- Akinsoji: Nigeria loses $2.2bn on patronage of foreign ships
Dele Ogbodo in Abuja
The Minister of Transportation, Mr. Rotimi Amaechi, monday received the committee report he constituted in April to revive the country’s national shipping line.
On presentation of the report from the Chairman of the committee, Mr. Olu Olusoji, in Abuja, the minister immediately constituted an implementation committee which he said would be headed by the Chief Executive Officer of the Nigerian Shippers’ Council (NSC), Mr. Hassan Bello.
According to him, it has become expedient to constitute the implementation committee immediately because government attaches premium importance to the revival of the national shipping line, adding that it will greatly impact on the socioeconomic development of the country.
Amaechi said international regulator and willing investors in the industry have given Nigeria August as deadline to put all the necessary framework and foundation for viable international maritime activities which will attract foreign investors.
The minister said: “Investors have given us August as deadline on this issue. And we have said government is going to use part of the cabotage fund in this direction.
“We must also advise on how to choose who qualifies to benefit from the fund because the 60 per cent that we have must be accessed from the cabotage as part of their equity contribution.”
He however warned the committee members not to allow private vested interest in the utilisation of the cabotage fund jeopardise government’s good intention in the allocation of the fund to ship owners at the detriment of national interest.
Amaechi said: “I will leave that to the committee; I don’t want to see your private interest because everybody wants to access the fund. The law states that the minister decides, and that is why I have said NSC should chair the committee.”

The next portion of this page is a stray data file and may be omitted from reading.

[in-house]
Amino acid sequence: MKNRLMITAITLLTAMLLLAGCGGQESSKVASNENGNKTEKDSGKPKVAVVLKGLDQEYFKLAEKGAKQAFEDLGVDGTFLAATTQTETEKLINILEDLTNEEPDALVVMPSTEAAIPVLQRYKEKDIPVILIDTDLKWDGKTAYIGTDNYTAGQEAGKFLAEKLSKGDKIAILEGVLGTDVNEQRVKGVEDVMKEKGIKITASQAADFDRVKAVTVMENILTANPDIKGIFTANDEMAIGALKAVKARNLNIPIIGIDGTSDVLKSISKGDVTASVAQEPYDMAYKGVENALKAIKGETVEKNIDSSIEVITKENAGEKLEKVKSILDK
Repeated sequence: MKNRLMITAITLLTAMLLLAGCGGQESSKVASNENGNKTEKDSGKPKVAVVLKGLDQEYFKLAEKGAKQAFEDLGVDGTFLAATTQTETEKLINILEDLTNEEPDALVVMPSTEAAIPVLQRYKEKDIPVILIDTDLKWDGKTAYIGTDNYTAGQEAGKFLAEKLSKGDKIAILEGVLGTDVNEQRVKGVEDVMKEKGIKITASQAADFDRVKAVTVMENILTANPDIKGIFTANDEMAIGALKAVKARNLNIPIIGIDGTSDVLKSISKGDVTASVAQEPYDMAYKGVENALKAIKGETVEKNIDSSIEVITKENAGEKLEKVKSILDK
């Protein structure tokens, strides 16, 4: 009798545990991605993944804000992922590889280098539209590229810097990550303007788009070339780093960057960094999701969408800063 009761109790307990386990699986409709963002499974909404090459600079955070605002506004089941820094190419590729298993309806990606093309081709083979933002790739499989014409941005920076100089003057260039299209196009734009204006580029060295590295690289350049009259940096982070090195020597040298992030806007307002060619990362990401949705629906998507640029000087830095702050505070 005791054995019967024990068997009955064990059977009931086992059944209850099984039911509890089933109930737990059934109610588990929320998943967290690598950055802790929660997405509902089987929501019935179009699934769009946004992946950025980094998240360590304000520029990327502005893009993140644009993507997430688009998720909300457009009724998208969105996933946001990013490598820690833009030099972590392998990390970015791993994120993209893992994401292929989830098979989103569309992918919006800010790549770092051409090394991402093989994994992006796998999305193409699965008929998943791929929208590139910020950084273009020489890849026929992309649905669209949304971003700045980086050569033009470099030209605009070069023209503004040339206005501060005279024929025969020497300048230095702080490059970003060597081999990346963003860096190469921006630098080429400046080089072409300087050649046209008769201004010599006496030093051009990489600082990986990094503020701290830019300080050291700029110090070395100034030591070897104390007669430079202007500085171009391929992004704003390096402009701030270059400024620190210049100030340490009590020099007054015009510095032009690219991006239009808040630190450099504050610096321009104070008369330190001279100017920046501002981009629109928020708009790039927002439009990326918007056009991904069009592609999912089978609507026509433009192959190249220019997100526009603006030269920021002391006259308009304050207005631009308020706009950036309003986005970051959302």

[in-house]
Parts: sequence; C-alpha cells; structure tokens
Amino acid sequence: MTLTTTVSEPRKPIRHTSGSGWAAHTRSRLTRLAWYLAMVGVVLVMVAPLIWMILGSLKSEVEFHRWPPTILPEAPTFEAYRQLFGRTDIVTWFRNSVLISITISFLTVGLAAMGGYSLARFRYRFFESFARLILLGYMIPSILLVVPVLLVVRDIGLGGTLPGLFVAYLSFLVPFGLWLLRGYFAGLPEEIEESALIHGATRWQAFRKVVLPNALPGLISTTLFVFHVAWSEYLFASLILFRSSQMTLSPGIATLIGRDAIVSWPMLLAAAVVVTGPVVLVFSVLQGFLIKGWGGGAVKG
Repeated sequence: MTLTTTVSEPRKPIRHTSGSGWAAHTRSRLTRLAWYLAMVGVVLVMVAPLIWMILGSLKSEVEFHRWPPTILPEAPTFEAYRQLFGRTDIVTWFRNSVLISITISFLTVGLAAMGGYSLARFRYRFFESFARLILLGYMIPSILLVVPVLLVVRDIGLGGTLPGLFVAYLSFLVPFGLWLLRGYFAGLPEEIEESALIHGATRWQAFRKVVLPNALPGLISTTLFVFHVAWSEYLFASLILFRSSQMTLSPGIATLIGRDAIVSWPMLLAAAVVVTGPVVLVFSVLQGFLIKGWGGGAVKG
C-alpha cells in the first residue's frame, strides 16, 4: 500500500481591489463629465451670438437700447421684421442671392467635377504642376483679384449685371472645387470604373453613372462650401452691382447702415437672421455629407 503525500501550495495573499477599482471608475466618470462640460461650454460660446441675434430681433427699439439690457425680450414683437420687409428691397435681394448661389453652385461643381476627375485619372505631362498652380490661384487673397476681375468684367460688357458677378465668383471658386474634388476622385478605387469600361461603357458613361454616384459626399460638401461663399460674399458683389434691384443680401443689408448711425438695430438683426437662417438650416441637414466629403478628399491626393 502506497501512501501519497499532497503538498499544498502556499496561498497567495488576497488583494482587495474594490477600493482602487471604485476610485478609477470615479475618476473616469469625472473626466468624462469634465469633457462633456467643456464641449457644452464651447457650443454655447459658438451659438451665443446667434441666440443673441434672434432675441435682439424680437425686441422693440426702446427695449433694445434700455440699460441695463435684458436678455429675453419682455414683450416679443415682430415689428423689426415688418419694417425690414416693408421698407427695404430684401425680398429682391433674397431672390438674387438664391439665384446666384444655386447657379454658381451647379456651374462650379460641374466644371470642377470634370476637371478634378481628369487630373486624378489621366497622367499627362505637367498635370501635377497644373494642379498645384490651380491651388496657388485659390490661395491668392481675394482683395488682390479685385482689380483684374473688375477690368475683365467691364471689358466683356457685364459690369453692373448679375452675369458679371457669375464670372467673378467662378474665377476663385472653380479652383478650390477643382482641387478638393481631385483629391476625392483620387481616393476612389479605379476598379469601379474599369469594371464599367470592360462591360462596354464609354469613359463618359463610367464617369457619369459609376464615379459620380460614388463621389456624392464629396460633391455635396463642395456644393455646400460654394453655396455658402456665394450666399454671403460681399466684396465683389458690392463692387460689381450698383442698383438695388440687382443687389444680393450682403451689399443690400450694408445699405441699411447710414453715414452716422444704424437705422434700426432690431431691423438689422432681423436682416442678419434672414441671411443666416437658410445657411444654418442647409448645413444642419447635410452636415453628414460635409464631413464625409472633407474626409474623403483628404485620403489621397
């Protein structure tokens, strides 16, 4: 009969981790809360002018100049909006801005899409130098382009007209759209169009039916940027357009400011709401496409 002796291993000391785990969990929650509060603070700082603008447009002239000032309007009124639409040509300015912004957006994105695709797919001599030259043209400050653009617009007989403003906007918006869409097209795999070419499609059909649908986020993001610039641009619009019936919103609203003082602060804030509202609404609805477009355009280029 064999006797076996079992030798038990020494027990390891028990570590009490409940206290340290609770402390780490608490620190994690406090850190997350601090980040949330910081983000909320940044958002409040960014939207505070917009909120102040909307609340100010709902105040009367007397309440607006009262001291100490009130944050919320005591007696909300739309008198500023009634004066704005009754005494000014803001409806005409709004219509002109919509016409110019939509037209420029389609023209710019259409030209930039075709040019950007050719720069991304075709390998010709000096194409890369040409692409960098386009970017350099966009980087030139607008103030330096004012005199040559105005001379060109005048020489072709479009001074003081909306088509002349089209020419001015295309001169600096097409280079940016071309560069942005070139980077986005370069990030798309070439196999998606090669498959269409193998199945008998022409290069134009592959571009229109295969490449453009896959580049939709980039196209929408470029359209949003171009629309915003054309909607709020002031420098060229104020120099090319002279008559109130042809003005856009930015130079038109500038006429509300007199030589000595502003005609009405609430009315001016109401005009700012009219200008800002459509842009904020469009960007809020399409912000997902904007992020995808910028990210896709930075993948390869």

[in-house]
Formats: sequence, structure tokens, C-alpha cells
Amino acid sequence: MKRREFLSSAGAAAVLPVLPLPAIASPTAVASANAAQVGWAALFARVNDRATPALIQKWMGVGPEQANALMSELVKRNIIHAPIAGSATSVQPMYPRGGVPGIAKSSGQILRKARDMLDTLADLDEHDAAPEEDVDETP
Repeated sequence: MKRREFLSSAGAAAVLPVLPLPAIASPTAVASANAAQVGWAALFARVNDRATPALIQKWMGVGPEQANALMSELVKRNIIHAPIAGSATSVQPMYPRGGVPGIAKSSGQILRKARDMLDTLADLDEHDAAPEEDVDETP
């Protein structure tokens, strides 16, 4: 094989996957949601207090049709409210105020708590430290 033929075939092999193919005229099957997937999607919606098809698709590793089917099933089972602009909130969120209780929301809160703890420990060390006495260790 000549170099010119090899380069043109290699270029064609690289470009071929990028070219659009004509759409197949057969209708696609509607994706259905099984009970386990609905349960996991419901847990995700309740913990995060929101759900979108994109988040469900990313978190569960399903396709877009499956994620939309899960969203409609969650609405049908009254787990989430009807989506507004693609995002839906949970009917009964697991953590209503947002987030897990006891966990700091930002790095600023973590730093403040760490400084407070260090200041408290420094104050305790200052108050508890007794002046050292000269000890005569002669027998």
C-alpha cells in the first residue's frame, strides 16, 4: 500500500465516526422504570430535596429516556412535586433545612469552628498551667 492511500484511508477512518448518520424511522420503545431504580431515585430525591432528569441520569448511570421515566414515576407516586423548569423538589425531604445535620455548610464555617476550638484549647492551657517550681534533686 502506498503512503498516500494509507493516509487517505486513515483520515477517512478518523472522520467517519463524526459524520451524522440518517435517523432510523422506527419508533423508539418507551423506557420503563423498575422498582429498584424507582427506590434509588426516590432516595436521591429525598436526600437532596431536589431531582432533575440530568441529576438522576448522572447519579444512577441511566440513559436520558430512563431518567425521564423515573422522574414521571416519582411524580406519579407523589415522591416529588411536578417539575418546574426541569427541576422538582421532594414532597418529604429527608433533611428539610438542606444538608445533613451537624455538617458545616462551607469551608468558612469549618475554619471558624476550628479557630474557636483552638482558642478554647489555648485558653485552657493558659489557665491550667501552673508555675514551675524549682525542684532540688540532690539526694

Making clarification on how much Nigeria loses as a result of patronage of foreign fleet in international waters, Akinsoji said in 2014, Nigeria lost $2.2 billion because of the absence of national shipping line.
According to him, “If 50 percent out of the 5,000 ships that landed in Nigeria in 2014 were Nigerian ships and managed by Nigerians, the country would have saved $2.2 billion.”
He said Nigerian seafarers that would have been engaged to work on the fleet would have been earning about $3,000 per month. “So you can imagine the number of families that would have benefitted from that and these are the kind of loses that we are making by not having ships carrying our cargoes in the international waters.”
Akinsoji said international cargoes generated are carried by foreigners and foreigner ship as the country presently does not have ships in the international waters carrying dry cargo.
While pleading with Amaechi not to allow the report gather dust, he said the roadmap to the successful establishment of a Nigerian fleet is the implementation of the report as well as the repositioning of NIMASA.
He said: “On our part, we have taken a bold step to advise the minister on the way forward on the establishment of a Nigerian Fleet Implementation Committee (NFIC) in flying Nigeria’s flag in international waters.”